Your stories

Tricia's Story

17th January 2024


This is hard. Stephen won't admit that he is ill, and I won't admit that I am a carer. Neither of us accepts that Normal Pressure Hydrocephalus (NPH) is degenerative and not cured by the shunt; we try to ignore the truth that the inevitable is just delayed.

Over the past 5 years, Stephen has had problems at work and has been to see his GP on numerous occasions. He was told that he had depression, that he was bipolar, and that he had nothing the matter. Finally, work told him to go home, and he was signed off for several months, which became permanent. He saw a private psychiatrist who admitted him urgently to the Priory. After several weeks of therapy and medication, there was no progress.

Over the next few years, through various psychiatrists and different medications, there was still no progress. I didn't think that it was depression and asked for the local NHS neurologist to assess for Alzheimer's, but the report was negative.

Then, in April 2021, I saw a TV programme about a neurologist who assessed a patient to see if the problem was neurological or psychological. I used a private GP who arranged for every blood test he could suggest to eliminate metabolic reasons for Stephen's tiredness, poor concentration and memory, apathy, poor walking, and increasing incontinence. The GP then referred Stephen to the neurologist who I had seen on the TV. He arranged a DAT scan to eliminate Parkinson's, a psychiatrist to assess his depression, and an MRI to look at his brain. The diagnosis of NPH soon followed, and then the referral to the neurosurgeon. After an unsettling wait while the neurosurgeon changed hospitals, an essential visit to a cardiologist, and a series of tests to see if he could have a brain operation while on heart medication, Stephen had a very encouraging Lumbar puncture with clear signs of improvement. His shunt was inserted in October 2021.

We had never heard of NPH, neither had a close friend who is a GP, and the local NHS neurologist who saw Stephen again in December 2021 said that he didn't think that NPH existed or that a shunt would make a difference. He also said that the 2 annual MRIs that he had viewed showed nothing to indicate water on the brain. By now, I was a secretary, a taxi driver, a deep wallet, constantly on the phone organising appointments, an internet researcher, and so exhausted. 

Before the Lumbar Puncture, the Neurosurgeon told us to contact Shine. I made a call, and then the lovely Jennie with the calm and reassuring northern voice came into our lives. We didn't understand about the operations; Jennie tried to explain them. We didn't know if we were entitled to financial help, but Jennie explained what we could apply for. However, we still haven't got around to doing so. She answered all our questions, pointed us in the direction of help, phoned us weekly, and made me feel less alone.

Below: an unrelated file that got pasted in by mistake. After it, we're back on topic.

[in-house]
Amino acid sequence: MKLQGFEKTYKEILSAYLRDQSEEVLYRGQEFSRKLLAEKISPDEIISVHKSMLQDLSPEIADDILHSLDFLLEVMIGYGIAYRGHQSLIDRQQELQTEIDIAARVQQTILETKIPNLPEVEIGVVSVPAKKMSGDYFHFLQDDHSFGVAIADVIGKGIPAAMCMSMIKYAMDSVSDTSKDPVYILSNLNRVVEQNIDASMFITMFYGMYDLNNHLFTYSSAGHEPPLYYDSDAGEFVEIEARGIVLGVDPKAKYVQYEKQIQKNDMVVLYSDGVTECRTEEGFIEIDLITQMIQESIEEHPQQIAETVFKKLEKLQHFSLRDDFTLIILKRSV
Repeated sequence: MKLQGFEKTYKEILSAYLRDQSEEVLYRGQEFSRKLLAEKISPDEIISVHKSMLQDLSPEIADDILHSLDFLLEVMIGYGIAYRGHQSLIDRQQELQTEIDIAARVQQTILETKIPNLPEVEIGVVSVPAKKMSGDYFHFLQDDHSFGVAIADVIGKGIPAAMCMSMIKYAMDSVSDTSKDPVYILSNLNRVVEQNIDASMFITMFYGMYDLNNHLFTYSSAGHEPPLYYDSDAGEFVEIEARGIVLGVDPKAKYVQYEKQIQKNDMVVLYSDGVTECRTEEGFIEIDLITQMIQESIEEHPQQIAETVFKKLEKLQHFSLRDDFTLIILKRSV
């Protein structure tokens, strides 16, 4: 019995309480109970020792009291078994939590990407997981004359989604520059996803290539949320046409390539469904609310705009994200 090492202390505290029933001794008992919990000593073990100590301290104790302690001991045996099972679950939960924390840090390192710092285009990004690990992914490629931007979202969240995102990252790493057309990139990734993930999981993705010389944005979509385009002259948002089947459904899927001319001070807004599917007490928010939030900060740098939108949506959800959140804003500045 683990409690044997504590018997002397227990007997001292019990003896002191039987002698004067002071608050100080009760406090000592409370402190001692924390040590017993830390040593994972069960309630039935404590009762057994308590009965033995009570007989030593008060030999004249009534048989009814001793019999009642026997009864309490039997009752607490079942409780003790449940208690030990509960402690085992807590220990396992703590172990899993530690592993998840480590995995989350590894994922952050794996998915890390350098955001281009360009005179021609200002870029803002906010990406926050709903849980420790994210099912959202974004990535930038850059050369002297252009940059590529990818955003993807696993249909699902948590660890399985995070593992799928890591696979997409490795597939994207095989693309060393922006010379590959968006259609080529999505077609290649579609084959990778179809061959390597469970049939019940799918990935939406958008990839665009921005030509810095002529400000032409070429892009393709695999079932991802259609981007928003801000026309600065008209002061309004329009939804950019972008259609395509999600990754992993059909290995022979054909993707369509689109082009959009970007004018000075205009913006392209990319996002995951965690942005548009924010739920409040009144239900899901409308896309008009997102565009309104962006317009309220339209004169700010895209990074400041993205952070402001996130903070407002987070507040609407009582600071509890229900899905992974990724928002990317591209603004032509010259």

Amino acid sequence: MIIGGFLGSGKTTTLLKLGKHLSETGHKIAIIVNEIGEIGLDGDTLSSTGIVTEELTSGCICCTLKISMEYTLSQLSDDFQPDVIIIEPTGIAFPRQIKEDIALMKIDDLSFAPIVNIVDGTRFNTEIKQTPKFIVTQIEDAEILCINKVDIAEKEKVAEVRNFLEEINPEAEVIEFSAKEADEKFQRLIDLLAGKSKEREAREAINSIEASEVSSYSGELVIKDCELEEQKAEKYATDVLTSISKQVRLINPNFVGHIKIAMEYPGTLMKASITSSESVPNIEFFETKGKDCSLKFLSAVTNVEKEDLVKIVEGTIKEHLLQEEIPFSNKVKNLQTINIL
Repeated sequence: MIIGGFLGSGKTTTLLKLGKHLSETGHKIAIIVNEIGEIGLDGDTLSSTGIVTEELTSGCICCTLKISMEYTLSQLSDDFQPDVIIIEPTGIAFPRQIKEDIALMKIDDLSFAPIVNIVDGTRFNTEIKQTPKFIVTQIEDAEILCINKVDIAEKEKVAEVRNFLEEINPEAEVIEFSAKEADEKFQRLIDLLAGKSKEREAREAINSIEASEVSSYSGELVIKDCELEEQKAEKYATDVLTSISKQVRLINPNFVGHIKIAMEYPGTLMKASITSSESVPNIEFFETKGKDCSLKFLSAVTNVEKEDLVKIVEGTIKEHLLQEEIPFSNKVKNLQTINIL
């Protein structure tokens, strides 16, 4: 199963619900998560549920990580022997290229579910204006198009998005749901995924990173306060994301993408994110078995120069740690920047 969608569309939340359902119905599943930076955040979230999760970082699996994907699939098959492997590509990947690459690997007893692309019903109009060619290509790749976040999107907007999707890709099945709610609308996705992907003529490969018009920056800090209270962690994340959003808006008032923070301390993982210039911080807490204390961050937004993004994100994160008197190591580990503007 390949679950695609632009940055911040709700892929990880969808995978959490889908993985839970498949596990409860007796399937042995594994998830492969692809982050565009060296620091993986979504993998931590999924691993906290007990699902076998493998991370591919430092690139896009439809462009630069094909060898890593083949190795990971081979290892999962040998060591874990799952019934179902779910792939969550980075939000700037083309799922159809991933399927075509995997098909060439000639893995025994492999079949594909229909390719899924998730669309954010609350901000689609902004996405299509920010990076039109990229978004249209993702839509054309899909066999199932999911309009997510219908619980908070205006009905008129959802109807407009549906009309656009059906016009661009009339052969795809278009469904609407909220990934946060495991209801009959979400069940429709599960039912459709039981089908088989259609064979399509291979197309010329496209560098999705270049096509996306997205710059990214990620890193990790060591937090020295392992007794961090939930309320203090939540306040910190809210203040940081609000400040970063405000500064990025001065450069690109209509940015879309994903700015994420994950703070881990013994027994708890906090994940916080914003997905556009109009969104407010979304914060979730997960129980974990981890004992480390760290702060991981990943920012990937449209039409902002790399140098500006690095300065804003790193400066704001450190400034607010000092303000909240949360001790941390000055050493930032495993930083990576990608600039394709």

We don't have children or even siblings that can help us. We are fairly private people and found it very difficult to tell friends about the symptoms and the diagnosis, but with Jennie, we could be open and relaxed. I tried going back to work intermittently, and Jennie continued phoning and trying to engage my husband in conversation, even though he was even more uncommunicative than ever. Whenever I asked something new, Jennie contacted other people in the Shine team and came back to me with answers. She found a couple of similar ages for us to speak to on the phone, and they suggested Facebook groups that have been very useful. I know that I can contact Shine if ever I need to, and that is very reassuring.

Caring is hard. Stephen refuses to help himself. He has exercises but only does them if a physio, OT, or carer makes him do them. He can get up, shower, and get dressed, but only if I nag him. He can cook and get meals ready but only does so if I tell him to. His favourite refrain is "There is no food in the house," even though the kitchen fridge and cupboards contain his favourite treats. He gets dehydrated as he will only drink when told to, which resulted in him being admitted to the hospital recently when we both had gastroenteritis. I miss having a husband who looks after me when I am ill. I can't tell him my problems as he only wants to focus on himself. I miss having an energetic husband who is always on the go doing his hobbies.

Stephen doesn't research NPH or want to know anything about it. He thinks the shunt has cured the illness as he is rarely incontinent now, and can walk better than before the operation. However, he rarely walks more than 1500 steps before giving up. He has never had falls, but the apathy and tiredness remain.

I am no longer me. I am a carer. The final irony: When he was admitted to the hospital with COVID-19 in Madeira in December 2020, I couldn't understand the papers that were written in Portuguese. I reread them a couple of months ago and discovered that he had been diagnosed with NPH on admission. Why couldn't the UK doctors have seen the problem earlier?

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